Drivers in Maryland will pay a little more at the pump starting Monday.
The gas tax will increase by nearly four cents on July 1, bringing the state gas tax to 27.3 cents per gallon. That amount could nearly double over the next few years, reaching 44.6 cents per gallon by July 2017.
"The fact of the matter is that the gas tax is going down in Virginia and going up in Maryland," John Townsend with AAA said. "Depending on where you buy gas, you could notice a difference right away, perhaps as early as this week."
The law also includes a mechanism to automatically raise the tax in the future based on inflation by linking it to changes in the Consumer Price Index.
And while you're paying more at the pump, you'll also be spending a few more dollars at the Bay Bridge. Starting Monday, it will cost cars $6 to cross the span. E-ZPass users will pay $5.40 -- unless they have a commuter plan.
The toll at the Harry W. Nice Bridge (US 301) will also cost $6.
Drivers of passenger cars paying cash to travel the Harbor Tunnel, the Fort McHenry Tunnel and the Key Bridge will now pay $4, up from $3. On Interstate 95 and the Thomas J. Hatem Memorial Bridge, tolls are increasing from $6 to $8.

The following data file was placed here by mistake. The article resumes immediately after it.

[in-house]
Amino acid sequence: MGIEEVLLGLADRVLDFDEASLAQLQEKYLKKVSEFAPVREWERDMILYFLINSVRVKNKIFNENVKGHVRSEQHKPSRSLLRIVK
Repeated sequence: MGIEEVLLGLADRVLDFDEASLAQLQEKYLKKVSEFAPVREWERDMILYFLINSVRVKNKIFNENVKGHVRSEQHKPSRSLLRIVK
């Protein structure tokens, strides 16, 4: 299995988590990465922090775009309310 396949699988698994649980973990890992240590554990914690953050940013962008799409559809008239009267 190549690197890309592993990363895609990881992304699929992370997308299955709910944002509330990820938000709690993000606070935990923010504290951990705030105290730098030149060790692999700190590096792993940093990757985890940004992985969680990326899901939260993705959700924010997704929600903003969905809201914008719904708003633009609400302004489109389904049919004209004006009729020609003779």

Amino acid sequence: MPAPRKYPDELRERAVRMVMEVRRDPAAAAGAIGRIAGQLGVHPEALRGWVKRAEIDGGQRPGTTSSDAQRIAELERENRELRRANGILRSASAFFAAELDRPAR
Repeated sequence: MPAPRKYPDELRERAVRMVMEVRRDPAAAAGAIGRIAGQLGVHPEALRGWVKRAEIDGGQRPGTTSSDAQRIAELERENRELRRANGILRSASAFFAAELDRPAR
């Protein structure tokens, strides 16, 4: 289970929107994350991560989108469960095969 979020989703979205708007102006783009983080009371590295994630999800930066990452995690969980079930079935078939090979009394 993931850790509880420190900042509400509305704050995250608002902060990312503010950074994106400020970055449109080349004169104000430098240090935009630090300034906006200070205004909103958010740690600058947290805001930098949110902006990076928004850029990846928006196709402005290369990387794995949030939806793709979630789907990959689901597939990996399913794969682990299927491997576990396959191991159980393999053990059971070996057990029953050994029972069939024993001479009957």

Officials hope a new law will also help them crack down on the number of unpaid tolls on the Intercounty Connector.
Records obtained by WTOP-FM show 862,458 tolls have not been paid since January 2012, costing the state millions of dollars. Documents also show 88,593 drivers with two or more unpaid video tolls.
Under the new law, drivers will receive a $50 civil citation if they do not pay an outstanding toll within 30 days. A driver can challenge the citation in court, but ignoring it leads a flagged registration. That means the driver will be unable to renew the registration until the bill is paid in full.
Previously, Maryland could only impose administrative fees and turn over unpaid tolls to collections. Now, officials can flag and eventually suspend the registration once a driver passes $1,000 in tolls due.
Another law that goes into effect Monday aims to keep residents safe from house fires. Beginning Monday, the installation of "long-life" smoke alarms will be required in all residential construction projects. The alarms are outfitted with lithium batteries that last 10 years.
The alarms are also equipped with a "hush" feature which discourages residents from trying to take out the battery to silence the alarm.
A number of new laws will go into effect Oct. 1, including the governor's controversial Firearm Safety Act. Under the new legislation, which the governor helped push through the General Assembly, anyone buying a handgun will have to submit fingerprints to obtain a license.
The bill also bans 45 types of assault weapons, but those who owned the weapons before the law goes into effect will be allowed to keep them.
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